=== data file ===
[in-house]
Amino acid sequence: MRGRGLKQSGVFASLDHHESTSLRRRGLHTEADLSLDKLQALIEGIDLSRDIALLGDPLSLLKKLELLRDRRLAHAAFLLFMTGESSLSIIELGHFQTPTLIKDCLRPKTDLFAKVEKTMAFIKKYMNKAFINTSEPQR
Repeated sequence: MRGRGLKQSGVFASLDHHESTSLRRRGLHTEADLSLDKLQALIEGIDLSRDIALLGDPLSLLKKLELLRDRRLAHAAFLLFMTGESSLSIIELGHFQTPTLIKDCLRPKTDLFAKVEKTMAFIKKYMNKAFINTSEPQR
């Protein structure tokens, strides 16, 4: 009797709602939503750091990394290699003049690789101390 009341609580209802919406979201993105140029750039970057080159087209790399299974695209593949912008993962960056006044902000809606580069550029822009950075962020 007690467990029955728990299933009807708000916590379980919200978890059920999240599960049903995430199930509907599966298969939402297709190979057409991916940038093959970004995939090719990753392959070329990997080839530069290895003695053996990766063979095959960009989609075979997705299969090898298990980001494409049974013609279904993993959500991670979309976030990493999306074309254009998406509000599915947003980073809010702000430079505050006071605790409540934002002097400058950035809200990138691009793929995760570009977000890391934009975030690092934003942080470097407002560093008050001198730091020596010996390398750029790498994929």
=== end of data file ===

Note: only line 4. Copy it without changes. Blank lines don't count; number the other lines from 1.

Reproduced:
């Protein structure tokens, strides 16, 4: 009797709602939503750091990394290699003049690789101390 009341609580209802919406979201993105140029750039970057080159087209790399299974695209593949912008993962960056006044902000809606580069550029822009950075962020 007690467990029955728990299933009807708000916590379980919200978890059920999240599960049903995430199930509907599966298969939402297709190979057409991916940038093959970004995939090719990753392959070329990997080839530069290895003695053996990766063979095959960009989609075979997705299969090898298990980001494409049974013609279904993993959500991670979309976030990493999306074309254009998406509000599915947003980073809010702000430079505050006071605790409540934002002097400058950035809200990138691009793929995760570009977000890391934009975030690092934003942080470097407002560093008050001198730091020596010996390398750029790498994929």